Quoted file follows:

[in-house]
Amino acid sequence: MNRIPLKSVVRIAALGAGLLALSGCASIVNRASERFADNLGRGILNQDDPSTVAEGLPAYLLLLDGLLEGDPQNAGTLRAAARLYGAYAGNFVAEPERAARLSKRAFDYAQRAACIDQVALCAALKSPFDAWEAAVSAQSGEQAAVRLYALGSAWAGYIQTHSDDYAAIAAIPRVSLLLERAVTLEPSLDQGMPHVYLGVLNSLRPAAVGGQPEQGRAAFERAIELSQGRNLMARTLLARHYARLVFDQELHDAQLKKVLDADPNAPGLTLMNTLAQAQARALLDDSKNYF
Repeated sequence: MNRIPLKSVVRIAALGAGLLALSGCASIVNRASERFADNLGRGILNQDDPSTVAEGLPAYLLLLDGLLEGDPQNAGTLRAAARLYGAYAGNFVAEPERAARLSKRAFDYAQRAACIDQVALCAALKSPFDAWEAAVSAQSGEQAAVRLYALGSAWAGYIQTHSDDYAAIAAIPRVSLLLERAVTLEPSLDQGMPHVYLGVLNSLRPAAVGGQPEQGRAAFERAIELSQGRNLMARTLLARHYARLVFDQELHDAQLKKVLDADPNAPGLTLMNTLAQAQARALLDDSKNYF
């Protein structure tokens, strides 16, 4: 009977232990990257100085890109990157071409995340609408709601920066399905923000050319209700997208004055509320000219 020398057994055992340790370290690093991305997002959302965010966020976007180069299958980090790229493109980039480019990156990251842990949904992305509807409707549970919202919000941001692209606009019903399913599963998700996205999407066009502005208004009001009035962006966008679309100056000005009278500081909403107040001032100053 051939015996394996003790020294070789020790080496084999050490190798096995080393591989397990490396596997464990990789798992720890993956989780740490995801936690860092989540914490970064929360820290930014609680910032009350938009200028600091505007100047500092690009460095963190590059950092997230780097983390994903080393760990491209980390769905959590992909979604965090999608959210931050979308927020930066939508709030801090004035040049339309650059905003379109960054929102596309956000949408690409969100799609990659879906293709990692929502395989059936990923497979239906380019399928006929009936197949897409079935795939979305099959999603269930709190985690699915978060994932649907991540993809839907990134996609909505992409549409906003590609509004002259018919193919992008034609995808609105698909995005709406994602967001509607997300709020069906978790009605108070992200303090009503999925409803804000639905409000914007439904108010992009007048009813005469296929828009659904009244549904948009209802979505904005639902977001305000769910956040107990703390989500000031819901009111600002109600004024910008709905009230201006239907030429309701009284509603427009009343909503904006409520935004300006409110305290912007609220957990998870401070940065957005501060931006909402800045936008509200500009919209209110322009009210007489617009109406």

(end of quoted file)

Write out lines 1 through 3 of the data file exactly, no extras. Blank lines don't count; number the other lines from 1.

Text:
[in-house]
Amino acid sequence: MNRIPLKSVVRIAALGAGLLALSGCASIVNRASERFADNLGRGILNQDDPSTVAEGLPAYLLLLDGLLEGDPQNAGTLRAAARLYGAYAGNFVAEPERAARLSKRAFDYAQRAACIDQVALCAALKSPFDAWEAAVSAQSGEQAAVRLYALGSAWAGYIQTHSDDYAAIAAIPRVSLLLERAVTLEPSLDQGMPHVYLGVLNSLRPAAVGGQPEQGRAAFERAIELSQGRNLMARTLLARHYARLVFDQELHDAQLKKVLDADPNAPGLTLMNTLAQAQARALLDDSKNYF
Repeated sequence: MNRIPLKSVVRIAALGAGLLALSGCASIVNRASERFADNLGRGILNQDDPSTVAEGLPAYLLLLDGLLEGDPQNAGTLRAAARLYGAYAGNFVAEPERAARLSKRAFDYAQRAACIDQVALCAALKSPFDAWEAAVSAQSGEQAAVRLYALGSAWAGYIQTHSDDYAAIAAIPRVSLLLERAVTLEPSLDQGMPHVYLGVLNSLRPAAVGGQPEQGRAAFERAIELSQGRNLMARTLLARHYARLVFDQELHDAQLKKVLDADPNAPGLTLMNTLAQAQARALLDDSKNYF